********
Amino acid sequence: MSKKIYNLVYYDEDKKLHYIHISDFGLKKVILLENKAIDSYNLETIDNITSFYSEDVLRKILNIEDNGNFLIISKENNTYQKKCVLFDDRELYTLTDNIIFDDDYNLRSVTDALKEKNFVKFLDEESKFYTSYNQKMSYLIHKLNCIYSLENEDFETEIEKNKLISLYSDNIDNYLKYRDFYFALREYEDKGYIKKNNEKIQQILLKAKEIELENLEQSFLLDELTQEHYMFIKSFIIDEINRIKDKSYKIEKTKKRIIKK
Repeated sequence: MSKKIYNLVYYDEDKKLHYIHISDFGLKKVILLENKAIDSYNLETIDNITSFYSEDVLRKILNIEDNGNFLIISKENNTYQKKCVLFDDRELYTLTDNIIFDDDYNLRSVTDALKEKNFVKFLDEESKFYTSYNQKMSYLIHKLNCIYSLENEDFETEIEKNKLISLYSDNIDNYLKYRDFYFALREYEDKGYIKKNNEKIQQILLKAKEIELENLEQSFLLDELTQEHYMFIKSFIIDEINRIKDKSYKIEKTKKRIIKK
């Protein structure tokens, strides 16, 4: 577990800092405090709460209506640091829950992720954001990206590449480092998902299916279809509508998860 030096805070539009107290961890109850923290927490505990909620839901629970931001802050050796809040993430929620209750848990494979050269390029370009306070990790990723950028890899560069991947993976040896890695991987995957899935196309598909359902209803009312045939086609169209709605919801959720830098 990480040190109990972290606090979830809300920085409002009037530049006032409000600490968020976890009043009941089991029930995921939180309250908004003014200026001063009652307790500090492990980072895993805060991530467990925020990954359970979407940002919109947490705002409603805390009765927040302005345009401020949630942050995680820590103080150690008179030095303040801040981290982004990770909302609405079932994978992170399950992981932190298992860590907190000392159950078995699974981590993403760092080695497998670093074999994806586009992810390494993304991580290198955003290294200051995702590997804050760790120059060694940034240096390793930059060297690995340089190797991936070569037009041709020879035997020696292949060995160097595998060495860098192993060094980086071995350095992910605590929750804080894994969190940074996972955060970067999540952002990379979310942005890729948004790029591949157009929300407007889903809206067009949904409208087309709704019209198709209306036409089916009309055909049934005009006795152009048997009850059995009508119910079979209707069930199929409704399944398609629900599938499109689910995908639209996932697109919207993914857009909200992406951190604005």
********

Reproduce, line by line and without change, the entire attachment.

Amino acid sequence: MSKKIYNLVYYDEDKKLHYIHISDFGLKKVILLENKAIDSYNLETIDNITSFYSEDVLRKILNIEDNGNFLIISKENNTYQKKCVLFDDRELYTLTDNIIFDDDYNLRSVTDALKEKNFVKFLDEESKFYTSYNQKMSYLIHKLNCIYSLENEDFETEIEKNKLISLYSDNIDNYLKYRDFYFALREYEDKGYIKKNNEKIQQILLKAKEIELENLEQSFLLDELTQEHYMFIKSFIIDEINRIKDKSYKIEKTKKRIIKK
Repeated sequence: MSKKIYNLVYYDEDKKLHYIHISDFGLKKVILLENKAIDSYNLETIDNITSFYSEDVLRKILNIEDNGNFLIISKENNTYQKKCVLFDDRELYTLTDNIIFDDDYNLRSVTDALKEKNFVKFLDEESKFYTSYNQKMSYLIHKLNCIYSLENEDFETEIEKNKLISLYSDNIDNYLKYRDFYFALREYEDKGYIKKNNEKIQQILLKAKEIELENLEQSFLLDELTQEHYMFIKSFIIDEINRIKDKSYKIEKTKKRIIKK
């Protein structure tokens, strides 16, 4: 577990800092405090709460209506640091829950992720954001990206590449480092998902299916279809509508998860 030096805070539009107290961890109850923290927490505990909620839901629970931001802050050796809040993430929620209750848990494979050269390029370009306070990790990723950028890899560069991947993976040896890695991987995957899935196309598909359902209803009312045939086609169209709605919801959720830098 990480040190109990972290606090979830809300920085409002009037530049006032409000600490968020976890009043009941089991029930995921939180309250908004003014200026001063009652307790500090492990980072895993805060991530467990925020990954359970979407940002919109947490705002409603805390009765927040302005345009401020949630942050995680820590103080150690008179030095303040801040981290982004990770909302609405079932994978992170399950992981932190298992860590907190000392159950078995699974981590993403760092080695497998670093074999994806586009992810390494993304991580290198955003290294200051995702590997804050760790120059060694940034240096390793930059060297690995340089190797991936070569037009041709020879035997020696292949060995160097595998060495860098192993060094980086071995350095992910605590929750804080894994969190940074996972955060970067999540952002990379979310942005890729948004790029591949157009929300407007889903809206067009949904409208087309709704019209198709209306036409089916009309055909049934005009006795152009048997009850059995009508119910079979209707069930199929409704399944398609629900599938499109689910995908639209996932697109919207993914857009909200992406951190604005």